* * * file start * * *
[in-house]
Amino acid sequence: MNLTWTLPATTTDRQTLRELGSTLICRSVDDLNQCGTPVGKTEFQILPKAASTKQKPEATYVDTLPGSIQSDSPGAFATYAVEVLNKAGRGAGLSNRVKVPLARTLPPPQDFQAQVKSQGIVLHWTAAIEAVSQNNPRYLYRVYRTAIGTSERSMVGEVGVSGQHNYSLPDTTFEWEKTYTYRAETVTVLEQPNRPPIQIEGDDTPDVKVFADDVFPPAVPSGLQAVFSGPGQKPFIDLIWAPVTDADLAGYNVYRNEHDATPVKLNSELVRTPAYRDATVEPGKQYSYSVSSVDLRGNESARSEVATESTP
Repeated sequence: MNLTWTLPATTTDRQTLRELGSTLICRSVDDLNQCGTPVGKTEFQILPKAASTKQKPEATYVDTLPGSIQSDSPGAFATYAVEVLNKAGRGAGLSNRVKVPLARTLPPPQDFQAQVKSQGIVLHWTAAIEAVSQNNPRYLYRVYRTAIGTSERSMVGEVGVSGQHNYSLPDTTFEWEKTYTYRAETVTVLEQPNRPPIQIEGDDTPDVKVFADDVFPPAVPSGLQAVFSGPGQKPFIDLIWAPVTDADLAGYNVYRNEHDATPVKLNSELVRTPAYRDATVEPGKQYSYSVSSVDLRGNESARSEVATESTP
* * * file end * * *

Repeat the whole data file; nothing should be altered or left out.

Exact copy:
[in-house]
Amino acid sequence: MNLTWTLPATTTDRQTLRELGSTLICRSVDDLNQCGTPVGKTEFQILPKAASTKQKPEATYVDTLPGSIQSDSPGAFATYAVEVLNKAGRGAGLSNRVKVPLARTLPPPQDFQAQVKSQGIVLHWTAAIEAVSQNNPRYLYRVYRTAIGTSERSMVGEVGVSGQHNYSLPDTTFEWEKTYTYRAETVTVLEQPNRPPIQIEGDDTPDVKVFADDVFPPAVPSGLQAVFSGPGQKPFIDLIWAPVTDADLAGYNVYRNEHDATPVKLNSELVRTPAYRDATVEPGKQYSYSVSSVDLRGNESARSEVATESTP
Repeated sequence: MNLTWTLPATTTDRQTLRELGSTLICRSVDDLNQCGTPVGKTEFQILPKAASTKQKPEATYVDTLPGSIQSDSPGAFATYAVEVLNKAGRGAGLSNRVKVPLARTLPPPQDFQAQVKSQGIVLHWTAAIEAVSQNNPRYLYRVYRTAIGTSERSMVGEVGVSGQHNYSLPDTTFEWEKTYTYRAETVTVLEQPNRPPIQIEGDDTPDVKVFADDVFPPAVPSGLQAVFSGPGQKPFIDLIWAPVTDADLAGYNVYRNEHDATPVKLNSELVRTPAYRDATVEPGKQYSYSVSSVDLRGNESARSEVATESTP